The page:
MP2/CBS//B3PW91/6-31G(d) energetic profiles (with ε = 20) and representative structures of intermediates arising from attack of Hg2+ by a thiol and a thiolate.(A) Energetic profile of Cys159-assisted thiol attack followed by thiolate addition; (B) structure of Int3′ arising from Cys159-assisted thiol attack; (C) energetic profile of Asp99-assisted thiol attack followed by thiolate addition; (D) structure of Int3′ arising from Asp99-assisted thiol attack followed by thiolate addition; (E) energetic profile of an initial thiolate attack followed by Asp99-assisted thiol addition to Hg2+; (F) structure of the transition state of Asp99-assisted thiol addition to thiolate-based Int 2. Relevant distances (in Ångstrom) are highlighted.
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fig-5: MP2/CBS//B3PW91/6-31G(d) energetic profiles (with ε = 20) and representative structures of intermediates arising from attack of Hg2+ by a thiol and a thiolate.(A) Energetic profile of Cys159-assisted thiol attack followed by thiolate addition; (B) structure of Int3′ arising from Cys159-assisted thiol attack; (C) energetic profile of Asp99-assisted thiol attack followed by thiolate addition; (D) structure of Int3′ arising from Asp99-assisted thiol attack followed by thiolate addition; (E) energetic profile of an initial thiolate attack followed by Asp99-assisted thiol addition to Hg2+; (F) structure of the transition state of Asp99-assisted thiol addition to thiolate-based Int 2. Relevant distances (in Ångstrom) are highlighted.

Mentions: The addition of a thiolate to any of the forms of thiol-based intermediate 2 (where Hg2+ is bound to either of Cys159 or Cys96) occurs spontaneously without any energetic barrier. In the Cys159-bound form, the reaction product has a slightly lower energy than in the Cys96-bound form and adopts a more exposed conformation (Fig. 5D). The metal ion in the resulting intermediate 3′ has a sulfur-only coordination sphere in both instances, as the interactions with Asp99 have disappeared (Figs. 5B and 5D).


Mechanistic pathways of mercury removal from the organomercurial lyase active site.

Silva PJ, Rodrigues V - PeerJ (2015)

MP2/CBS//B3PW91/6-31G(d) energetic profiles (with ε = 20) and representative structures of intermediates arising from attack of Hg2+ by a thiol and a thiolate.(A) Energetic profile of Cys159-assisted thiol attack followed by thiolate addition; (B) structure of Int3′ arising from Cys159-assisted thiol attack; (C) energetic profile of Asp99-assisted thiol attack followed by thiolate addition; (D) structure of Int3′ arising from Asp99-assisted thiol attack followed by thiolate addition; (E) energetic profile of an initial thiolate attack followed by Asp99-assisted thiol addition to Hg2+; (F) structure of the transition state of Asp99-assisted thiol addition to thiolate-based Int 2. Relevant distances (in Ångstrom) are highlighted.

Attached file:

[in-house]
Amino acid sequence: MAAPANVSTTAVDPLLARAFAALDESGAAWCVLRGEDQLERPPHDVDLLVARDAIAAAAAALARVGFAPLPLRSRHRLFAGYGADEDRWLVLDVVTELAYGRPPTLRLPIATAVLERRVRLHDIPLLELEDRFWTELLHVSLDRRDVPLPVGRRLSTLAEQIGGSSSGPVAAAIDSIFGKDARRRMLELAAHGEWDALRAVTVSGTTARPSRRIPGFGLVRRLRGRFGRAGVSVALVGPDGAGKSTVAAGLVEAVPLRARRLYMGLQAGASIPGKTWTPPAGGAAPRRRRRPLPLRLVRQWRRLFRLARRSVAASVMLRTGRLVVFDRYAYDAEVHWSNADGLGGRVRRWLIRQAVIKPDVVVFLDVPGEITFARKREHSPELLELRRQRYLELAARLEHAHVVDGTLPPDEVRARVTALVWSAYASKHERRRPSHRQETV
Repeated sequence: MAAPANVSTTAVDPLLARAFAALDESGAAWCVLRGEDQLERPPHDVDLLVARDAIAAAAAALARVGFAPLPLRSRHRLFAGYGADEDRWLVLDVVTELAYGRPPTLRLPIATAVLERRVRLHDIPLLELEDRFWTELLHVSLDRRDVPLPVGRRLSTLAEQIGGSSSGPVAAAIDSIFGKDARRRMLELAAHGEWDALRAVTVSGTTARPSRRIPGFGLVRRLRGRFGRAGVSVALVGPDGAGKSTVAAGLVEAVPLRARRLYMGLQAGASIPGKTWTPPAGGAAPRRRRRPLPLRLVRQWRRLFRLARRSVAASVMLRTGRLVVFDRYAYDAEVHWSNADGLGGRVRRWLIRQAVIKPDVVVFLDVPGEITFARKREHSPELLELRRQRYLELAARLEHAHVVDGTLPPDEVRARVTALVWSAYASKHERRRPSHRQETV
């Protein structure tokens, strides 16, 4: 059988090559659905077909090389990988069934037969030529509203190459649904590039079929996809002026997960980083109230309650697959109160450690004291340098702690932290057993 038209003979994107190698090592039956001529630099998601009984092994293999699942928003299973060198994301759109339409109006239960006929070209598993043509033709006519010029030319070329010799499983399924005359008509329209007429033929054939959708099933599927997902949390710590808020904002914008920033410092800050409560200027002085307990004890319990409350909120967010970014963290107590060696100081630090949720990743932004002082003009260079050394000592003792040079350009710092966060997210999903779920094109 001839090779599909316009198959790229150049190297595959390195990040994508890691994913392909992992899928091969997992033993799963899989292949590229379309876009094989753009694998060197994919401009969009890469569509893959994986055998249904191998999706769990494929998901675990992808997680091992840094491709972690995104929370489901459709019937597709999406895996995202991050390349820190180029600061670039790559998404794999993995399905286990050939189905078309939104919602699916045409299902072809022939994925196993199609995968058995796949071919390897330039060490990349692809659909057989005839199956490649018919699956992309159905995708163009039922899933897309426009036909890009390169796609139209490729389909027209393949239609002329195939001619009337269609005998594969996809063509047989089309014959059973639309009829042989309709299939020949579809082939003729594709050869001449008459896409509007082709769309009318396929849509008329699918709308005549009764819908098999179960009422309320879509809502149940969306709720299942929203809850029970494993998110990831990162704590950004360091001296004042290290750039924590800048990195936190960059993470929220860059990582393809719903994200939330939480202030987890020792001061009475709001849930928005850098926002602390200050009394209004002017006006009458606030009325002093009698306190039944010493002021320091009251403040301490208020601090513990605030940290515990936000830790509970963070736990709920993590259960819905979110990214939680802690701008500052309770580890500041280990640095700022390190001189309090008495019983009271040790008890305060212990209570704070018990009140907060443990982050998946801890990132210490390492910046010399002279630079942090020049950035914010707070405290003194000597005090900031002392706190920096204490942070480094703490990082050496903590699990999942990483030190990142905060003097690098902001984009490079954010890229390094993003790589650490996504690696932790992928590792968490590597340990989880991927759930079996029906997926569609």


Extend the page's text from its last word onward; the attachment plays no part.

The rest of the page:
© Copyright Policy - open-access
Related In: Results  -  Collection

License
Show All Figures
getmorefigures.php?uid=PMC4525700&req=5

fig-5: MP2/CBS//B3PW91/6-31G(d) energetic profiles (with ε = 20) and representative structures of intermediates arising from attack of Hg2+ by a thiol and a thiolate.(A) Energetic profile of Cys159-assisted thiol attack followed by thiolate addition; (B) structure of Int3′ arising from Cys159-assisted thiol attack; (C) energetic profile of Asp99-assisted thiol attack followed by thiolate addition; (D) structure of Int3′ arising from Asp99-assisted thiol attack followed by thiolate addition; (E) energetic profile of an initial thiolate attack followed by Asp99-assisted thiol addition to Hg2+; (F) structure of the transition state of Asp99-assisted thiol addition to thiolate-based Int 2. Relevant distances (in Ångstrom) are highlighted.
Mentions: The addition of a thiolate to any of the forms of thiol-based intermediate 2 (where Hg2+ is bound to either of Cys159 or Cys96) occurs spontaneously without any energetic barrier. In the Cys159-bound form, the reaction product has a slightly lower energy than in the Cys96-bound form and adopts a more exposed conformation (Fig. 5D). The metal ion in the resulting intermediate 3′ has a sulfur-only coordination sphere in both instances, as the interactions with Asp99 have disappeared (Figs. 5B and 5D).